It was essential to comprehend the impact of genetic risk and lifestyle on the lifetime risk of coronary heart disease (CHD) to improve public health initiatives. With respect to polygenic risk and the American Heart Association’s Life’s Simple 7 (LS7) guidelines, the researchers’ target was to quantify the remaining lifetime risk and years of CHD in a population-based cohort study. They included data from the ARIC (Atherosclerosis Risk in Communities) study as part of their research. Of the 10,686 participants, 2,314 were Black, and 8,372 were White. The participants were over 44 years old and did not have CHD at baseline examinations. There were over 6 million genetic variants in the polygenic risk score (PRS). They classified it into three groups – low (<20th percentile), intermediate, and high (>80th percentile). They calculated the overall LS7 score at baseline and classified it into three groups – “poor,” “intermediate,” and “ideal” cardiovascular health. Afterward, they calculated the CHD-free years and lifetime risk based on the PRS and LS7 categories. Investigators found the remaining lifetime risk was 27%. It varied between 16.6% for participants with an ideal LS7 score and 43.1% for participants with a poor LS7 score. Ancestry caused variances in the link between PRS and lifetime risk. The remaining lifetime risk for White participants was between 19.8% and 39.3%, based on the increasing PRS categories. Participants with a high PRS and poor LS7 had a remaining lifetime risk of 67.1% and 15.9 fewer CHD-free years than those with intermediate polygenic risk and LS7 scores. Additionally, there were links between ideal LS7 and 20.2 more CHD-free years in the high-PRS group compared to poor LS7.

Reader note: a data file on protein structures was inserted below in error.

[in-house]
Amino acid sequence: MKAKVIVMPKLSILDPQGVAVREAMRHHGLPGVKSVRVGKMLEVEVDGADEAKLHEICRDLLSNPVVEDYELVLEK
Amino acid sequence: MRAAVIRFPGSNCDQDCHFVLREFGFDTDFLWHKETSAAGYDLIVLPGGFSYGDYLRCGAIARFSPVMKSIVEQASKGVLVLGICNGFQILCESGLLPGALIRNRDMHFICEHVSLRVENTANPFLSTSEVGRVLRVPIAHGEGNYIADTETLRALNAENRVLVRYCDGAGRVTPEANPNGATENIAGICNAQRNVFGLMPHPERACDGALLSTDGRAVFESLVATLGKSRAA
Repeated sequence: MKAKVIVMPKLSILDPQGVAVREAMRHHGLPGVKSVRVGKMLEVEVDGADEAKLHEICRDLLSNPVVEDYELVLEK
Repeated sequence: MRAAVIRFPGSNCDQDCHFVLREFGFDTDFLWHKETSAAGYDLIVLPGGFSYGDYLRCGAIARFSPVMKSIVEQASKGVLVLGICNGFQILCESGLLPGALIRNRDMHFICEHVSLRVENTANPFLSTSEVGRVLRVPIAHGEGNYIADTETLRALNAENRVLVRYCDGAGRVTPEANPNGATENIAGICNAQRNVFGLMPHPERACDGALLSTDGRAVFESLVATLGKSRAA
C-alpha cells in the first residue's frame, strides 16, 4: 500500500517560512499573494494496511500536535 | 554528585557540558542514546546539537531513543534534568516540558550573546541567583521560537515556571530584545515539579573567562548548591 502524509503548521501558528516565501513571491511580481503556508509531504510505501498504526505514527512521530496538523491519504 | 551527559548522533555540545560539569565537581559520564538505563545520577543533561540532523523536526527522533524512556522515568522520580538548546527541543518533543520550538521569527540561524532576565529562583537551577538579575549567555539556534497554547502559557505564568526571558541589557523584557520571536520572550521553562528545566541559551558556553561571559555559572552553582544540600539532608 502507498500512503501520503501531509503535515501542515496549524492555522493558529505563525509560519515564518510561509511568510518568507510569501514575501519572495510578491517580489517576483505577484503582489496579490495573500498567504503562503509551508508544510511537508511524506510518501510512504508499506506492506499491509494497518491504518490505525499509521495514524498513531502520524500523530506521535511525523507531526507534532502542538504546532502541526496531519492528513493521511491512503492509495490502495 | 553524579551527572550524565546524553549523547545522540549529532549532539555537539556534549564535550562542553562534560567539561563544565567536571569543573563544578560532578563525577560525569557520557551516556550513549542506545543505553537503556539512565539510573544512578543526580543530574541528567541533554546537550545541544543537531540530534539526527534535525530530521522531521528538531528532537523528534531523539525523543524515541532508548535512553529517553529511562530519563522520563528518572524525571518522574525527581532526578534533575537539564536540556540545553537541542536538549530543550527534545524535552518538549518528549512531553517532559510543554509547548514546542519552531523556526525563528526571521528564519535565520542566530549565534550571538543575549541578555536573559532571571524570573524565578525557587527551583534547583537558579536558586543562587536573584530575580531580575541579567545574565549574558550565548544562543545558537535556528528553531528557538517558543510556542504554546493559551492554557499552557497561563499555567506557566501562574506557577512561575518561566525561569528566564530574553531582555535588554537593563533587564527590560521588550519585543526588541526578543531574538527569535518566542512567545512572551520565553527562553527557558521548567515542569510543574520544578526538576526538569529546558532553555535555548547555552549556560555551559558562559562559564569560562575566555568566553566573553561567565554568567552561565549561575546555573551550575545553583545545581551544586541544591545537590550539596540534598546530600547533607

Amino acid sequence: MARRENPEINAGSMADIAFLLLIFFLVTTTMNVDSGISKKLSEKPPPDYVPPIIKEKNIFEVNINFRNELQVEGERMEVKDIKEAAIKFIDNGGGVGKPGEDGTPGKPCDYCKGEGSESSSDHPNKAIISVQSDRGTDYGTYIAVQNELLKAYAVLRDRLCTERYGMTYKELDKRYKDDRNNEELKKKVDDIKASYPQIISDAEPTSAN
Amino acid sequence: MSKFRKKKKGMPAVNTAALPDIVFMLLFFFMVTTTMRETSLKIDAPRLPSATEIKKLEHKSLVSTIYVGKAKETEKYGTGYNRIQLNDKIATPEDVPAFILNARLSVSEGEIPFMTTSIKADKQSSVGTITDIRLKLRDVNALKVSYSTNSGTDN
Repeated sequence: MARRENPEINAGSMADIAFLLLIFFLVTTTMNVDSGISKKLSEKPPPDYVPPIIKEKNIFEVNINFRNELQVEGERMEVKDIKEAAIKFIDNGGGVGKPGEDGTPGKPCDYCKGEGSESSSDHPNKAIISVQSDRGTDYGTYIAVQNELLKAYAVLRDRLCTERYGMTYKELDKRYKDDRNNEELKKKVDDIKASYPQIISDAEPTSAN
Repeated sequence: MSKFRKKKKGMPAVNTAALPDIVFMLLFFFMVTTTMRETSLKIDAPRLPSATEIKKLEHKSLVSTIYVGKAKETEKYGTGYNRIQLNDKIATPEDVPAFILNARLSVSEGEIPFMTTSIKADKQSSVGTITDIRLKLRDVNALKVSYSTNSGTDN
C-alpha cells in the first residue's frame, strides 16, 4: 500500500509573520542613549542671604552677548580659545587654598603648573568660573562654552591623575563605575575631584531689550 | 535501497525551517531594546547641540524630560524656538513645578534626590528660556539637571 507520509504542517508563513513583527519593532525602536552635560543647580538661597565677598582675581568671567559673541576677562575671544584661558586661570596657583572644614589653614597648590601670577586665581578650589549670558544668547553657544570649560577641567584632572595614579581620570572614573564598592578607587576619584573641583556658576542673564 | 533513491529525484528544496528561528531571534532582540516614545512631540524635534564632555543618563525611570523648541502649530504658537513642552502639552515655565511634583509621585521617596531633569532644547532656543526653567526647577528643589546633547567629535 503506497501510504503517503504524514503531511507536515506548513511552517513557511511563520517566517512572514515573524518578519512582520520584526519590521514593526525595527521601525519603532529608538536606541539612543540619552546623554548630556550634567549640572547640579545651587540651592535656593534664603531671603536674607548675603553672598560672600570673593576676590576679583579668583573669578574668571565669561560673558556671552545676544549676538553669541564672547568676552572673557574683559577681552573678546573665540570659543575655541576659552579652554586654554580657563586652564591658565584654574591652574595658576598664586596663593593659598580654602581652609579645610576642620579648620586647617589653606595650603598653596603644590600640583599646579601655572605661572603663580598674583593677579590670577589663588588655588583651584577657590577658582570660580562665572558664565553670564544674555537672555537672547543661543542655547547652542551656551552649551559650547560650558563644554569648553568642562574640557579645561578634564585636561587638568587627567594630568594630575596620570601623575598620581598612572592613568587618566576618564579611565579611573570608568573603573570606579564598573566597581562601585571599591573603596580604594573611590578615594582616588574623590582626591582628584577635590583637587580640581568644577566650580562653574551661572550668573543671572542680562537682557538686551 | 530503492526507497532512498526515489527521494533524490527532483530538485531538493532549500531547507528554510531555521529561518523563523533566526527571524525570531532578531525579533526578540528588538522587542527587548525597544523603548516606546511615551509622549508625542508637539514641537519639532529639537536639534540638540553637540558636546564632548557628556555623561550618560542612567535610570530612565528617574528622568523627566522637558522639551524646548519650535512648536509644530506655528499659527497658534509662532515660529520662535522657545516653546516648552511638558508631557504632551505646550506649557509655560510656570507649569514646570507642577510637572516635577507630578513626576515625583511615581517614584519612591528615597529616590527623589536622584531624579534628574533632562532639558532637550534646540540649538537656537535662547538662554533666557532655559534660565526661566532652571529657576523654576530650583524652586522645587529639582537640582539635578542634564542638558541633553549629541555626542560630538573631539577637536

On the other hand, the remaining lifetime risk for Black participants was between 19.1% and 28.6%, based on the increasing PRS categories. The study group noted that estimates for lifetime risk were close to those with poor LS7 regardless of the PRS category. Plus, there were links between ideal LS7 and only 4.5 more CHD-free years in the high-PRS group compared to poor LS7.

Participants who ideally maintained the LS7 recommendations were linked with a lower lifetime risk of CHD, especially those with high genetic susceptibility. Black participants who followed the LS7 recommendations provided more towards the lifetime risk of CHD than current PRS. Hence, it is pertinent to improve PRSs so that genetic susceptibility can be examined in diverse populations appropriately.